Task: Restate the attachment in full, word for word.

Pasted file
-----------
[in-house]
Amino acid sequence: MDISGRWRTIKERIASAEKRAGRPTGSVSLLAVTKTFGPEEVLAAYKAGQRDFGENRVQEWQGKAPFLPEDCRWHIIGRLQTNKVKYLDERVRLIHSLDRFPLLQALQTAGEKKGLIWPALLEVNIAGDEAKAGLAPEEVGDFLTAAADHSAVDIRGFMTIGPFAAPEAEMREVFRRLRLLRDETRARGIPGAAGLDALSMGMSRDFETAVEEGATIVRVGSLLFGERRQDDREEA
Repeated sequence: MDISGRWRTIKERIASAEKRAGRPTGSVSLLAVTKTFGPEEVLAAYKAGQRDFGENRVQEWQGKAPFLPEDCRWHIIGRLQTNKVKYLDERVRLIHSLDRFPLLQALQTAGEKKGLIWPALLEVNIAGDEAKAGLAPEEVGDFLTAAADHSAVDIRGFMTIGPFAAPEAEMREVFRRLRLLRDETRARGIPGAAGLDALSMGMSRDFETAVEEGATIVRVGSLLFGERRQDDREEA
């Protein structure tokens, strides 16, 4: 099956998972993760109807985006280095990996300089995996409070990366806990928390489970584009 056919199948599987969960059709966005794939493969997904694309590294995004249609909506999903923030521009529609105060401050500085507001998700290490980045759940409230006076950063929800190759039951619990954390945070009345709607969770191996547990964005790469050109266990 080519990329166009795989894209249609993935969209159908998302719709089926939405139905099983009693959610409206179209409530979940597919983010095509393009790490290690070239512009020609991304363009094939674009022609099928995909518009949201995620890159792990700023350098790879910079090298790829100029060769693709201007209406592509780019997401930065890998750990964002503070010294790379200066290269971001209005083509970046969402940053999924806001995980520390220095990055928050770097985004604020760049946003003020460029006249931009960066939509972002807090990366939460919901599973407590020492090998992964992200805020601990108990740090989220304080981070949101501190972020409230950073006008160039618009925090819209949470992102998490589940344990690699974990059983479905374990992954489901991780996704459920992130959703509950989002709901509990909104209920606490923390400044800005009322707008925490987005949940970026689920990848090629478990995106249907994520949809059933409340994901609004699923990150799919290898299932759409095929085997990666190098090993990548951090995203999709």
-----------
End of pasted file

[in-house]
Amino acid sequence: MDISGRWRTIKERIASAEKRAGRPTGSVSLLAVTKTFGPEEVLAAYKAGQRDFGENRVQEWQGKAPFLPEDCRWHIIGRLQTNKVKYLDERVRLIHSLDRFPLLQALQTAGEKKGLIWPALLEVNIAGDEAKAGLAPEEVGDFLTAAADHSAVDIRGFMTIGPFAAPEAEMREVFRRLRLLRDETRARGIPGAAGLDALSMGMSRDFETAVEEGATIVRVGSLLFGERRQDDREEA
Repeated sequence: MDISGRWRTIKERIASAEKRAGRPTGSVSLLAVTKTFGPEEVLAAYKAGQRDFGENRVQEWQGKAPFLPEDCRWHIIGRLQTNKVKYLDERVRLIHSLDRFPLLQALQTAGEKKGLIWPALLEVNIAGDEAKAGLAPEEVGDFLTAAADHSAVDIRGFMTIGPFAAPEAEMREVFRRLRLLRDETRARGIPGAAGLDALSMGMSRDFETAVEEGATIVRVGSLLFGERRQDDREEA
């Protein structure tokens, strides 16, 4: 099956998972993760109807985006280095990996300089995996409070990366806990928390489970584009 056919199948599987969960059709966005794939493969997904694309590294995004249609909506999903923030521009529609105060401050500085507001998700290490980045759940409230006076950063929800190759039951619990954390945070009345709607969770191996547990964005790469050109266990 080519990329166009795989894209249609993935969209159908998302719709089926939405139905099983009693959610409206179209409530979940597919983010095509393009790490290690070239512009020609991304363009094939674009022609099928995909518009949201995620890159792990700023350098790879910079090298790829100029060769693709201007209406592509780019997401930065890998750990964002503070010294790379200066290269971001209005083509970046969402940053999924806001995980520390220095990055928050770097985004604020760049946003003020460029006249931009960066939509972002807090990366939460919901599973407590020492090998992964992200805020601990108990740090989220304080981070949101501190972020409230950073006008160039618009925090819209949470992102998490589940344990690699974990059983479905374990992954489901991780996704459920992130959703509950989002709901509990909104209920606490923390400044800005009322707008925490987005949940970026689920990848090629478990995106249907994520949809059933409340994901609004699923990150799919290898299932759409095929085997990666190098090993990548951090995203999709």